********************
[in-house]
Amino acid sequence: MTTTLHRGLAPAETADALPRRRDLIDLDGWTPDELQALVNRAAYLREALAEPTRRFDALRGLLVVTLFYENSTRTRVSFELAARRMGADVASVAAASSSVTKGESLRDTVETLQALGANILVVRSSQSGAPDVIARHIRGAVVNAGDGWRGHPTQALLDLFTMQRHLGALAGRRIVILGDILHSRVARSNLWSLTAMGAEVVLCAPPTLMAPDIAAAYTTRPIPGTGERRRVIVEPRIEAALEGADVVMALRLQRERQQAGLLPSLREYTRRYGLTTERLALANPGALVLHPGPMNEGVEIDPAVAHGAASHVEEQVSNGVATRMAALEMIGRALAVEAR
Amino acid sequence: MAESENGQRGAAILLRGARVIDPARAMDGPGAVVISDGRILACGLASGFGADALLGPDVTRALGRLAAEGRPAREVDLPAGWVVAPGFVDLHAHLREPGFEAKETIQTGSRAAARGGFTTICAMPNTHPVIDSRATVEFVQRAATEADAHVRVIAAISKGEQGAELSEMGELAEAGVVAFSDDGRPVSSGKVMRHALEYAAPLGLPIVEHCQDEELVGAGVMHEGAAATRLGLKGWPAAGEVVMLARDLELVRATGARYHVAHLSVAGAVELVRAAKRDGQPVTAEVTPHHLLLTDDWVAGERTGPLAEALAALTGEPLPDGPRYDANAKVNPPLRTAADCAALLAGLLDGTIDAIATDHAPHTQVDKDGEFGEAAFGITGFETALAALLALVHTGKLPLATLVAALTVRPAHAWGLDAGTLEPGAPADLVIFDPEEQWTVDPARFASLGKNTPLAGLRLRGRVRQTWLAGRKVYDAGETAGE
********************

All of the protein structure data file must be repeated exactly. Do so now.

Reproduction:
[in-house]
Amino acid sequence: MTTTLHRGLAPAETADALPRRRDLIDLDGWTPDELQALVNRAAYLREALAEPTRRFDALRGLLVVTLFYENSTRTRVSFELAARRMGADVASVAAASSSVTKGESLRDTVETLQALGANILVVRSSQSGAPDVIARHIRGAVVNAGDGWRGHPTQALLDLFTMQRHLGALAGRRIVILGDILHSRVARSNLWSLTAMGAEVVLCAPPTLMAPDIAAAYTTRPIPGTGERRRVIVEPRIEAALEGADVVMALRLQRERQQAGLLPSLREYTRRYGLTTERLALANPGALVLHPGPMNEGVEIDPAVAHGAASHVEEQVSNGVATRMAALEMIGRALAVEAR
Amino acid sequence: MAESENGQRGAAILLRGARVIDPARAMDGPGAVVISDGRILACGLASGFGADALLGPDVTRALGRLAAEGRPAREVDLPAGWVVAPGFVDLHAHLREPGFEAKETIQTGSRAAARGGFTTICAMPNTHPVIDSRATVEFVQRAATEADAHVRVIAAISKGEQGAELSEMGELAEAGVVAFSDDGRPVSSGKVMRHALEYAAPLGLPIVEHCQDEELVGAGVMHEGAAATRLGLKGWPAAGEVVMLARDLELVRATGARYHVAHLSVAGAVELVRAAKRDGQPVTAEVTPHHLLLTDDWVAGERTGPLAEALAALTGEPLPDGPRYDANAKVNPPLRTAADCAALLAGLLDGTIDAIATDHAPHTQVDKDGEFGEAAFGITGFETALAALLALVHTGKLPLATLVAALTVRPAHAWGLDAGTLEPGAPADLVIFDPEEQWTVDPARFASLGKNTPLAGLRLRGRVRQTWLAGRKVYDAGETAGE